The Allrounder

by Bruce Berglund



My football experiences have been a bit different from those of Alamanac readers.


First, I grew up playing and watching gridiron. Those of you who’ve endured training in the sweltering heat can imagine how much worse it would be when wearing the hard-plastic helmet and shoulder pads of American football.


The second difference is that my playing years took place in the frigid northern state of Minnesota. The season began in the heat of late summer and then finished in the freezing sleet and snow of early winter. One year, the slate of games over Halloween weekend was cancelled due to three feet of snow.


My playing days ended thirty years ago. I continued participating as a registered referee (and proved to be far better at that than I was as a player).  But graduate studies, and then a new career as an academic and a new family led me to hang up the referee’s stripes.


My academic work brought me to new countries and put me in contact with people from around the world. I discovered new sports, new clubs, and new sports writers. About three years ago, I discovered the Almanac.  As host of the podcast new Books in Sports, I’ve interviewed John Harms and regular Alamanackers Barry Nicholls, Phil Dimitriadis, and Hannah Kuhar.


One thing in particular that I’ve learned from the Almanac is that our experiences as fans, across the expanse of the Pacific, have a lot in common.  Yes, there are differences.  If you used the word “footy” with an American football fan, you’d get laughed at, while if I asked an Aussie fan which team she “rooted for,” I’d probably get clobbered.  But we share the experiences of trading player cards, collecting game programmes, opening the cherished team shirt on Christmas, watching the game on television with the dads and uncles and then going outside to play with the other kids, mimicking the announcer’s voice to narrate our own moments of greatness.


The work that I’ve been doing with the podcast New Books in Sports is based on the awareness that fans around the world are linked by shared experiences and emotions—as well as common complaints. Andrew Starkie’s piece from the start of the current season is an example.  Substitute AFL with NFL or EPL, and the fan’s lament is the same.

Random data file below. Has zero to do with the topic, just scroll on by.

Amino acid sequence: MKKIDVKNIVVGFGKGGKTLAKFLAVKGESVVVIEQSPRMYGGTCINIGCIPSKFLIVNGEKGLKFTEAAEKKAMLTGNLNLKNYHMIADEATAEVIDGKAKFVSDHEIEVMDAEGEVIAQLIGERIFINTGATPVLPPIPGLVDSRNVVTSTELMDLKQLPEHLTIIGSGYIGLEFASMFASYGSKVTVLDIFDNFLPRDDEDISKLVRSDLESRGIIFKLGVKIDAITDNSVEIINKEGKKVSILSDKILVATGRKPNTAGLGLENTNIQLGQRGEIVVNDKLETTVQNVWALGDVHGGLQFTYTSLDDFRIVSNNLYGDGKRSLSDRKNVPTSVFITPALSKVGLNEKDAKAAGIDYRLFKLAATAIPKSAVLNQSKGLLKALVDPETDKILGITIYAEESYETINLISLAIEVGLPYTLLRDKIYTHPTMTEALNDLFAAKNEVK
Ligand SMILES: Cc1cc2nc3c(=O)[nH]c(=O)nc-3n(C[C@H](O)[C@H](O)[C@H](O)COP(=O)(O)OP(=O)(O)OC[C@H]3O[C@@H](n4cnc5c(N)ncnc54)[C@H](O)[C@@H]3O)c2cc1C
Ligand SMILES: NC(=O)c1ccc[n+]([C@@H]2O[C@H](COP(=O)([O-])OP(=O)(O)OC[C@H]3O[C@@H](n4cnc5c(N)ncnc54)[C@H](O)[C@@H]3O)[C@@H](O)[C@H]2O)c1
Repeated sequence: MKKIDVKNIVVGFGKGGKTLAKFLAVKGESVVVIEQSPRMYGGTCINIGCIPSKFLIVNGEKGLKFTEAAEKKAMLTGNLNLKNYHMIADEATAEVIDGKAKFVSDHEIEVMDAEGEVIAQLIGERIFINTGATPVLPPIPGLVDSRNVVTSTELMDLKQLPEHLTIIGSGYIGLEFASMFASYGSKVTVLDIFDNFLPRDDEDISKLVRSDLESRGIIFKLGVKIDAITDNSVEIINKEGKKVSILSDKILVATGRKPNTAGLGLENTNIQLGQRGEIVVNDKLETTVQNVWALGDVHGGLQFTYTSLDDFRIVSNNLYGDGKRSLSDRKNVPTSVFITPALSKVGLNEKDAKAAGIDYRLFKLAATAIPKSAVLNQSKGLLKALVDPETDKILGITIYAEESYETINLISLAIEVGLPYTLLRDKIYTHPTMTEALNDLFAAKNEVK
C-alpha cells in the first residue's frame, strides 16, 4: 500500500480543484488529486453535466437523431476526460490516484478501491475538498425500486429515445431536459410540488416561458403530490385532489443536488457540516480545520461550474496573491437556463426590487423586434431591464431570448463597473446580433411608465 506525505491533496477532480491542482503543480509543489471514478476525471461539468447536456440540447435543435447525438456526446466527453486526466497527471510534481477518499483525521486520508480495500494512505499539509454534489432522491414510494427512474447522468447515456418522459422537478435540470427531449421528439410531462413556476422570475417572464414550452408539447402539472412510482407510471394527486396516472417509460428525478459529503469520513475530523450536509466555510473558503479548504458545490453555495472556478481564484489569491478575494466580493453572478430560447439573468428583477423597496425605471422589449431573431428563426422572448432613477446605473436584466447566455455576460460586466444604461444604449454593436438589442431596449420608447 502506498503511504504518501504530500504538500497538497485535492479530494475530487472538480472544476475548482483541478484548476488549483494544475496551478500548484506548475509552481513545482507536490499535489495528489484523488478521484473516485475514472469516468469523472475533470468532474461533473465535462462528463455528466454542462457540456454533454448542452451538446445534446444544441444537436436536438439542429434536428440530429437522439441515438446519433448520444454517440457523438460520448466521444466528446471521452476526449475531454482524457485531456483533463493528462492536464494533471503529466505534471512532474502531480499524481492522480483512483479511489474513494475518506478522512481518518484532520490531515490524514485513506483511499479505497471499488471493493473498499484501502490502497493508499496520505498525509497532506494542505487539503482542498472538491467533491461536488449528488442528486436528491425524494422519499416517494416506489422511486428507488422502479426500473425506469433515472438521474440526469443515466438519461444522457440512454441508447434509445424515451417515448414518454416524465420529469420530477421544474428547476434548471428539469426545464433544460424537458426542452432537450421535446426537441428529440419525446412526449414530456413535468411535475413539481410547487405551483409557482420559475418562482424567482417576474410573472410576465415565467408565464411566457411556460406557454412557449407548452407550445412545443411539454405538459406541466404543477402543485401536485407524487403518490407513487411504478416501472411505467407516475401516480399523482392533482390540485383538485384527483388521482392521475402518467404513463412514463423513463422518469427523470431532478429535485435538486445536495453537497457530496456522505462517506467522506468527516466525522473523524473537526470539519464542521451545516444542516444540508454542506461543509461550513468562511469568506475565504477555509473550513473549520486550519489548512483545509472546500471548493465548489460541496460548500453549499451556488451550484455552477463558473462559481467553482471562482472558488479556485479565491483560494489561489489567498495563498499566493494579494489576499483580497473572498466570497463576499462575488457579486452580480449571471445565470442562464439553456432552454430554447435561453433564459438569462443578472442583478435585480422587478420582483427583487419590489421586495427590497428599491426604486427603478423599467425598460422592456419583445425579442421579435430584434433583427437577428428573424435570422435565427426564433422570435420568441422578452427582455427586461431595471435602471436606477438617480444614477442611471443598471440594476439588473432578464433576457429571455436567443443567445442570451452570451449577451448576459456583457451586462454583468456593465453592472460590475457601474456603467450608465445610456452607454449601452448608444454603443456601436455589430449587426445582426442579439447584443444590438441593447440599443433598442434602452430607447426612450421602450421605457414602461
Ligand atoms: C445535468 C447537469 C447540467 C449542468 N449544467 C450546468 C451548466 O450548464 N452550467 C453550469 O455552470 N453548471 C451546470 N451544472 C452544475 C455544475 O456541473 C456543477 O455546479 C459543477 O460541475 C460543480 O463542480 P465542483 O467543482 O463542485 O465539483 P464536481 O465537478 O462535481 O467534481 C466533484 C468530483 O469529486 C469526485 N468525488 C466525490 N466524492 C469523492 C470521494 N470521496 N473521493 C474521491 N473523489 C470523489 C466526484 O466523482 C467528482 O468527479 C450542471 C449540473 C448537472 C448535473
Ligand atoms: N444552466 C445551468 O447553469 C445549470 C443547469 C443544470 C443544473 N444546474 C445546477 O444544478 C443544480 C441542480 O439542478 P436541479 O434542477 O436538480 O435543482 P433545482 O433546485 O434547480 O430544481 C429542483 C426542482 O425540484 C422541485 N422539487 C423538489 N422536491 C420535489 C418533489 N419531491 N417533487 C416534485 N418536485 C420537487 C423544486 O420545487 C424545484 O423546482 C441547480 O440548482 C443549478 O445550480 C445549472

Right now, I’m working with writers from different countries on an online journal for fans interested in these common threads of global sport. John Harms will write an occasional piece for us. He asked if he can write about American sports, which he’s come to love through reading the great American sports journalists. I look forward to reading what he has to say. The views we hold of our own sports can only be sharpened by the observations of appreciative, knowledgeable outsiders.


I’m writing here in the Alamanac to appeal—shamelessly—for your financial support in getting the journal started.  We are running a crowd-funding campaign on the site The key to a successful crowd-funding campaign is to bring your own crowd, who are willing to donate $25, $50, or even $100. We don’t need big donors (although that would be nice). We just need a lot of donors. I’ve come to the Alamanackers to find some.


The Alamanac is a unique community. We have nothing like it in the States: a place where fans of all teams contribute their writing in mutual appreciation, without partisan vulgarity. I know from reading the posts and comments that you’ll appreciate the approach we’re going to take to sport.  The writers for The Allrounder—like the writers and readers of the Almanac—know that there’s more to sport than what happens on the field.


We won’t claim to be a replacement for your regular sports media site.  Fans will always be drawn to their club and its stories. But there is a whole world of sport beyond the colors we’ve worn since we were kids. The Allrounder will explore that broader world. I ask you to be one of our backers—and then one of our readers.



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